Transgender Health Care at Virginia Mason: Providers are ‘Driven to Do This Work’

Longtime Virginia Mason patient Samantha Forney and the nurse caring for her sat down to talk. The nurse had made a mistake by referring to Samantha, who is a transgender woman, with male pronouns. Samantha saw an opportunity for teaching, with a receptive caregiver.

“To me it’s much more important to make something a positive learning experience,” said Samantha. “Getting my feelings hurt or being angry won’t make things better for the next person.”

Samantha.Forney

Samantha Forney

Samantha’s steadfast advocacy for transgender health care first caught the attention of her primary care doctor, who asked if she would join the guiding team working to develop transgender health care at Virginia Mason. Eager to be involved, Samantha applied to become a Patient-Family Partner (PFP), a unique volunteer program that invites patients and families to be active co-designers of patient care. In her new role, Samantha made an impression on the PFP clinical team: would she be willing to share her personal story while presenting to the medical center’s board of directors?

Samantha began work on her board presentation in the summer of 2017, a time when Virginia Mason’s development of Transgender Health Services was well underway. A bolstered strategy to support diversity and the individual needs of patients ignited in 2016, when the organization signed on to the American Hospital Association Equity of Care pledge: a national call for eliminating health care disparities among patient populations. A commitment to providing affirming care for lesbian, gay, bisexual, transgender and queer/questioning (LGBTQ) people spawned system-wide changes, from policies and staff training, to new care guidelines across medical specialties.

Virginia Mason’s health equity work was already changing the organization when Samantha presented to the board in September 2017, but sharing her own experience shed light on the human toll of lifelong struggle, loss and fighting for acceptance. It was the compassionate care that Virginia Mason had already given her, she said, that made her certain they could be leaders in providing the support and health services transgender people are often denied.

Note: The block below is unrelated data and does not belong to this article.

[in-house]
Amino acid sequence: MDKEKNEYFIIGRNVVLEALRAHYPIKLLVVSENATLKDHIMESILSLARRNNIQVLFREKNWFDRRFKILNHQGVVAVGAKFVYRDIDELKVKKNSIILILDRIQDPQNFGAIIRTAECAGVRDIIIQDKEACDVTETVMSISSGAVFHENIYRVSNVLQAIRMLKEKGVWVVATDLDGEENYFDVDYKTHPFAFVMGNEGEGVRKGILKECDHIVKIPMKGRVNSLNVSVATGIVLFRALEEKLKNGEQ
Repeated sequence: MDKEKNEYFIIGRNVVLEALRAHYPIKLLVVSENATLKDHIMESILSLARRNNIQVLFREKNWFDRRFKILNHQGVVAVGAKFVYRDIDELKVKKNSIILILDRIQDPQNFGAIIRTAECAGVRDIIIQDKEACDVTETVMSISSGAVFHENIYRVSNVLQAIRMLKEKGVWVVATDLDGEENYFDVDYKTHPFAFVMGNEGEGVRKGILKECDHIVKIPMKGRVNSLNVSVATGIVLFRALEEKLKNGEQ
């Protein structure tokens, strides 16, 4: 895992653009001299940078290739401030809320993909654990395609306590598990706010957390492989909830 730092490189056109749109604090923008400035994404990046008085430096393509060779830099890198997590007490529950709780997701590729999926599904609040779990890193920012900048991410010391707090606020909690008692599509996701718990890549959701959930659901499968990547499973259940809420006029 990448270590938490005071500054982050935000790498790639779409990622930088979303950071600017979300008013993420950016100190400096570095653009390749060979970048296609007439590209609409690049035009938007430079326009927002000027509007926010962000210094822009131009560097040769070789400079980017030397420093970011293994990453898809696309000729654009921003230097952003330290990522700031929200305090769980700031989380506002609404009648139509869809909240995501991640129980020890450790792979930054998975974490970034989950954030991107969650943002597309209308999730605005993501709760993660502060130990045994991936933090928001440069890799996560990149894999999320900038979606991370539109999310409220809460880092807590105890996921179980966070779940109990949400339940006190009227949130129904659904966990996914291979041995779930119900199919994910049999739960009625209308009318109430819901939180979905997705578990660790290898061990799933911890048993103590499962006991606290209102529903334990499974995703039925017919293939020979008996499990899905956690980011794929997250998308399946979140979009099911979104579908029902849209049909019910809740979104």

“Virginia Mason has these wonderful providers who really do care, they are driven to do this work.” — Samantha Forney 

“I told the board about both positive and negative experiences I’ve had,” said Samantha. “But Virginia Mason has these wonderful providers who really do care, they are driven to do this work. I see the team come together for my appointments. It’s a culture, a willingness to collaborate with each other and with other doctors that treat me. It’s so amazing to find that.”

It was Virginia Mason’s destiny, Samantha put forward to the board that day, to welcome a chronically mistreated community into the dignity and safety of comprehensive medical care. Now after more than a year of advising the organization as a PFP and working with the transgender service line (TSL) guiding team, Samantha admits being in awe of what people are doing, both on the clinical and administrative sides. It’s their energy, professionalism and humanity, she says, that motivates her to personally connect with more Virginia Mason providers.

“Every time I see a new provider I say ‘before I go, can I ask you to please consider joining the WPATH [World Professional Association for Transgender Health]?’” says Samantha. “And I also ask them to join the guiding team, because we need them.”

A face-to-face connection can open people to new ideas, a power that drives the TSL guiding team. Providers from across the patient care spectrum – from clinical staff to administrators to physicians and surgeons – join with patient partners to learn from each other as they plan improvements to the care experience.

“Guiding team meetings are a safe space for clinicians and staff members to ask questions beyond their own areas of expertise,” says Maria Rearick, director, Ambulatory Services at Virginia Mason. “It’s a unique forum, to have open discussions across care teams for sharing our progress and where we see opportunities.”

As transgender health care services at Virginia Mason grow across specialties – including primary care, speech-language pathology, gynecology, facial surgery, endocrinology, and urology – the voices of patients like Samantha ensure that awareness and sensitivity toward all LGBTQ patients keeps growing too. Working goals for the TSL guiding team include more staff education through facilitated discussions, creating a welcoming environment with everything from all-gender restrooms to affirming medical forms, and continued outreach to partner organizations and the LGBTQ community.

“This a new frontier in medicine,” says Samantha. “I’m very proud of the giant step Virginia Mason has taken in this direction. They are passionate about equity in health care and making things better for people. It’s an exciting time.”


Transgender Health Services at Virginia Mason offers a range of primary and specialty care services for transgender and non-binary patients. We provide gender-affirming, evidence-based care to meet individual needs and goals in a welcoming and supportive environment.    

 

Comments

  1. David Aboulafia MD says:

    I am very proud of the role that Samantha has taken to help Virginia Mason address disparities in care for our transgender patients and her efforts to educate our providers during her clinic visits. She is a real inspiration for me !!!

  2. Lisa Leitzelar says:

    I just read “Redefining Realness” by Janet Mock. Such a great read – maybe VM can have a facilitated discussion/book club to increase our understanding of the issues and perspective of the trans community.

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